During the 1930s his interests expanded to Latin American and Afro-Caribbean dances. The large Cuban migration to New York in the late 1940s brought the mambo, rumba, and cha-cha-cha to the dance halls, and Cole drew from these vocabularies as well.[6] He also studied Flamenco with Paco Cansino, film star Rita Hayworth's uncle.[6]

Cole also studied classical ballet with Luigi Albertieri, the adopted son and student of Enrico Cecchetti, while he was still part of the modern dance movement. Cole was introduced to the Cecchetti ballet technique, a rigorous training program that established the model of standardised teaching which is the basis of all professional ballet teaching today. He later incorporated the Cecchetti method in his teaching.

Cole's career trajectory was unique for an American dance artist. He started at the very roots of modern dance, then segued into a commercial career in nightclubs across the nation, first at Manhattan's Embassy Club, then opening the Rainbow Room on its inaugural evening in October 1934. His career spanned three major arenas: nightclub, Broadway stage, and Hollywood film. He ended his career as a popular coach to Hollywood stars and an innovative choreographer for the camera.[8]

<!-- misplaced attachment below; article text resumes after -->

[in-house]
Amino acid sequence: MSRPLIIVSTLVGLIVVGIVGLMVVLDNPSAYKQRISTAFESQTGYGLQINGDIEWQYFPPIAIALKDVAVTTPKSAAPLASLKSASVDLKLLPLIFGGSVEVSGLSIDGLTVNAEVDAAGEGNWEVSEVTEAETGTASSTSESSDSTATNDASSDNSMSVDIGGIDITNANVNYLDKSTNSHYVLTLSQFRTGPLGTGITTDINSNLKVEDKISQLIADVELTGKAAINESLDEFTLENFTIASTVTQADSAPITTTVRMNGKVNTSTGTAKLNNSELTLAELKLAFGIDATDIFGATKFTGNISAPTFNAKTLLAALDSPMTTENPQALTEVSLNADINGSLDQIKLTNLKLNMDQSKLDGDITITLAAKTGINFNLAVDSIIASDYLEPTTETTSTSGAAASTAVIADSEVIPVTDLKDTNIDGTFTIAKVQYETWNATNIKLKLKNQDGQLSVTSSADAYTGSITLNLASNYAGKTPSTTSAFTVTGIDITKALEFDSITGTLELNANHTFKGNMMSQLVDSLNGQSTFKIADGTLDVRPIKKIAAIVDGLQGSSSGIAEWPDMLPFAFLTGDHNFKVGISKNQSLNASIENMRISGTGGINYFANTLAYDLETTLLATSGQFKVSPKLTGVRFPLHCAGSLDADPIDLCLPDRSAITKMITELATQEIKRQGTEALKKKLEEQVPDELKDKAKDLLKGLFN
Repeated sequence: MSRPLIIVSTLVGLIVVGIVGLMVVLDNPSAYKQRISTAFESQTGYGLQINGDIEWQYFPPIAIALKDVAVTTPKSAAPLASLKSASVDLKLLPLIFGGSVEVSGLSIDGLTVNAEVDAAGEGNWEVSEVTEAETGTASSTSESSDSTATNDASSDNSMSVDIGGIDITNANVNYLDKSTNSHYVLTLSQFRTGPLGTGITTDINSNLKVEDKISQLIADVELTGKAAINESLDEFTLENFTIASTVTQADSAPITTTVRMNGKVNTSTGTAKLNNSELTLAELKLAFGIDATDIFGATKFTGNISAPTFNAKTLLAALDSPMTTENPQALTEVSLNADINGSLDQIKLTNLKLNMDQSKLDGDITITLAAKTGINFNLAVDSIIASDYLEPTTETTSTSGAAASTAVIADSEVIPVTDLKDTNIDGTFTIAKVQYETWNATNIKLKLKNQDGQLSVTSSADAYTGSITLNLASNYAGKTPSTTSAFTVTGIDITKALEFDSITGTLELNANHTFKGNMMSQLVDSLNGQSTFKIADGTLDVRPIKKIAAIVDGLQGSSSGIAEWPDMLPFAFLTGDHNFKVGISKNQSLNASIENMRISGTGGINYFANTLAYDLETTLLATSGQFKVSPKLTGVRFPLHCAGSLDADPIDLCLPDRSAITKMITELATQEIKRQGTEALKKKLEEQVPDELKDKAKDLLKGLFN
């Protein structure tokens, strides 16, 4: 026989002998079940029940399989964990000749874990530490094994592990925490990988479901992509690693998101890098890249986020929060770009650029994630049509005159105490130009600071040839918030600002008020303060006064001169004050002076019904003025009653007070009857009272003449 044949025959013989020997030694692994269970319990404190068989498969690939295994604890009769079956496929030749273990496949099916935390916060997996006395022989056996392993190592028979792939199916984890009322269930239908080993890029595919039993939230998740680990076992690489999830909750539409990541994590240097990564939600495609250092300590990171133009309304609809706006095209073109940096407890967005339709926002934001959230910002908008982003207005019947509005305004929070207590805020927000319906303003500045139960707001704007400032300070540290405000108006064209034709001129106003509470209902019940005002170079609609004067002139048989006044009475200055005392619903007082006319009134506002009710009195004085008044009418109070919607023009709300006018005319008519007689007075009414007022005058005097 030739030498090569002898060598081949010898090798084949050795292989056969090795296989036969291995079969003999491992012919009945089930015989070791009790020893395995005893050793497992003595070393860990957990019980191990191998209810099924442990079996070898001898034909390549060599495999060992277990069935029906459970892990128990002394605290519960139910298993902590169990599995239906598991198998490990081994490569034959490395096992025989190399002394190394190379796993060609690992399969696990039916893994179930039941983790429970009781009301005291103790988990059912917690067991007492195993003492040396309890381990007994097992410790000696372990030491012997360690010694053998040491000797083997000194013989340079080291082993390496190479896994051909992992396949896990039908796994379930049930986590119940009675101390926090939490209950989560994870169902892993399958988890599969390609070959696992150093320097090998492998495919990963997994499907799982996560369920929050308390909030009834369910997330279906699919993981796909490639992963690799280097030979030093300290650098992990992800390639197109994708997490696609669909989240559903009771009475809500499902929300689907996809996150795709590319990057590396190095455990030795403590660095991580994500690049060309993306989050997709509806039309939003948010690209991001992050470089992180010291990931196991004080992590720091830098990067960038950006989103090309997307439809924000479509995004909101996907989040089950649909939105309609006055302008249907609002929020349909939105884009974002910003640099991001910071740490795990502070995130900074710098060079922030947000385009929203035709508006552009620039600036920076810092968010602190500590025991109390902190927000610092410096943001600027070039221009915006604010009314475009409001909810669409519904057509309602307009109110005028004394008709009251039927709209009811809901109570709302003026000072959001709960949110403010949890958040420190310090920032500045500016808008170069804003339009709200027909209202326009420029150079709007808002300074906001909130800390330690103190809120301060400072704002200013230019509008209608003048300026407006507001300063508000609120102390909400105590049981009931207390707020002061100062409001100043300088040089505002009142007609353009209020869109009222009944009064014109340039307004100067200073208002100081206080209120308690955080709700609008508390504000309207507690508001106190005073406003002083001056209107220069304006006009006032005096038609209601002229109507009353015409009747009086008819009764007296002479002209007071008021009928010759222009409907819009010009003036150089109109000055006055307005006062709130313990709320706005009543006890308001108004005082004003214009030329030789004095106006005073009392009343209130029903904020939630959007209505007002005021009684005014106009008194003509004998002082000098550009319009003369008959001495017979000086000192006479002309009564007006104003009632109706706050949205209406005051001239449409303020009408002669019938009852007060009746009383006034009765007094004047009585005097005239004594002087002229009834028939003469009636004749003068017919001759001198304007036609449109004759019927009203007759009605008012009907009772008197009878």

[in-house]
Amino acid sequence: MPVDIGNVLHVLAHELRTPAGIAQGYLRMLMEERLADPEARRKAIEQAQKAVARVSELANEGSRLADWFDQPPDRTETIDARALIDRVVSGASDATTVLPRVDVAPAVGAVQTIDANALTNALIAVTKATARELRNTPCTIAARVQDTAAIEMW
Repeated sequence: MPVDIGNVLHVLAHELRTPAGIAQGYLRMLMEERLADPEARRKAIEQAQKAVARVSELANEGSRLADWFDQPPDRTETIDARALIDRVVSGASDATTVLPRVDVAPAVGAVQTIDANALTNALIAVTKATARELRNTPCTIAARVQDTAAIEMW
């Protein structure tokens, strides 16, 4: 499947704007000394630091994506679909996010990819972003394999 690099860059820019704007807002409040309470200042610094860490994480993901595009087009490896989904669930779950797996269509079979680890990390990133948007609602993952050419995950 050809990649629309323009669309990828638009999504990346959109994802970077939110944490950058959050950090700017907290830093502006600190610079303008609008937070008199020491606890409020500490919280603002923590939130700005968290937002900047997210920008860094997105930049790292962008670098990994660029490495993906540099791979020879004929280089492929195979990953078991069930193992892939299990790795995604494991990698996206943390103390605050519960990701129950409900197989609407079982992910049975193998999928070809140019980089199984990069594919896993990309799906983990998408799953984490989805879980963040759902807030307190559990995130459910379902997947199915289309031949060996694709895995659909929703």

Professional career[edit]

Modern Dance[edit]

Cole made his professional dance debut at Lewisohn Stadium at the City College of New York with the Denishawn Dancers, led by St. Denis and Shawn, in August 1930, only six weeks after beginning his training with them. After that dance company collapsed in 1931 because of personal differences between Shawn and St. Denis, Cole became a member of Shawn's new troupe, "Ted Shawn and His Men Dancers", and helped Shawn found the renowned summer dance hub, Jacob's Pillow,[6] in 1931.

He later studied and performed with the pioneering modernists Doris Humphrey and Charles Weidman, who had earlier managed the Denishawn school's New York City operations before leaving to form their own troupe.[9] Cole was still barely getting by, sleeping in Humphrey and Weidman's studio as well as taking classes there.[6]


Cole's career as a dance artist then took a unique trajectory. Eager to make a living as a dancer during the Depression, he left the modern dance world in 1934 and opted for opportunities in nightclubs, initially partnering with Alice Dudley, another former Denishawn student.[10]

He began his commercial dance career at Manhattan's Embassy Club, owned by Dutch Schultz, then opened the Rainbow Room on its inaugural evening in October 1934. For years he danced in a trio with Anna Austin, whom Cole had met while she was teaching South Asian dance, and Florence Lessing, one of Austin's students,[11][12] who met Cole in one of Paco Cansino's classes.

Cole's early nightclub acts, such as Dance for a Pack of Hungry Cannibals, Japanese Lanterns, and Love Dance, combined the exoticism of Denishawn with jazz. In Swing Impressions of an East Indian Play Dance Cole used the mudras and other features of the classical Indian lexicon to create intricate routines, which he set to big band swing arrangements to create a style the press called "Hindu Swing".[6]